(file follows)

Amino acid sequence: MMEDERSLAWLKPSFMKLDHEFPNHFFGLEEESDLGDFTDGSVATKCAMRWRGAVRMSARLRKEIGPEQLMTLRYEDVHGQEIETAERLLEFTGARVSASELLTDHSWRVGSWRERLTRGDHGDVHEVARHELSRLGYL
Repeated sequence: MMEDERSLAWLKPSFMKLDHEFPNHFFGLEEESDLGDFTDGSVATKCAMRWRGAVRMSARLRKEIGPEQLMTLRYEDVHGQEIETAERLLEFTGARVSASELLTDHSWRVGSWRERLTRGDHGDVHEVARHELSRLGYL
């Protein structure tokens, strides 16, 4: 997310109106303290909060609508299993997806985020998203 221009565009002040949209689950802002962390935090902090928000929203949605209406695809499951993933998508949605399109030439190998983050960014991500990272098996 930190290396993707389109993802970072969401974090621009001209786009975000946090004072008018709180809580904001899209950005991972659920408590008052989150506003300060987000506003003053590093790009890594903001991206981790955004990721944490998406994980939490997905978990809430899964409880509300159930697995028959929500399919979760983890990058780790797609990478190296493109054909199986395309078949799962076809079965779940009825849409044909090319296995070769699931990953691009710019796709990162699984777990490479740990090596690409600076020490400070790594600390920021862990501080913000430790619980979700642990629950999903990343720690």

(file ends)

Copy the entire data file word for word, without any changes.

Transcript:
Amino acid sequence: MMEDERSLAWLKPSFMKLDHEFPNHFFGLEEESDLGDFTDGSVATKCAMRWRGAVRMSARLRKEIGPEQLMTLRYEDVHGQEIETAERLLEFTGARVSASELLTDHSWRVGSWRERLTRGDHGDVHEVARHELSRLGYL
Repeated sequence: MMEDERSLAWLKPSFMKLDHEFPNHFFGLEEESDLGDFTDGSVATKCAMRWRGAVRMSARLRKEIGPEQLMTLRYEDVHGQEIETAERLLEFTGARVSASELLTDHSWRVGSWRERLTRGDHGDVHEVARHELSRLGYL
């Protein structure tokens, strides 16, 4: 997310109106303290909060609508299993997806985020998203 221009565009002040949209689950802002962390935090902090928000929203949605209406695809499951993933998508949605399109030439190998983050960014991500990272098996 930190290396993707389109993802970072969401974090621009001209786009975000946090004072008018709180809580904001899209950005991972659920408590008052989150506003300060987000506003003053590093790009890594903001991206981790955004990721944490998406994980939490997905978990809430899964409880509300159930697995028959929500399919979760983890990058780790797609990478190296493109054909199986395309078949799962076809079965779940009825849409044909090319296995070769699931990953691009710019796709990162699984777990490479740990090596690409600076020490400070790594600390920021862990501080913000430790619980979700642990629950999903990343720690």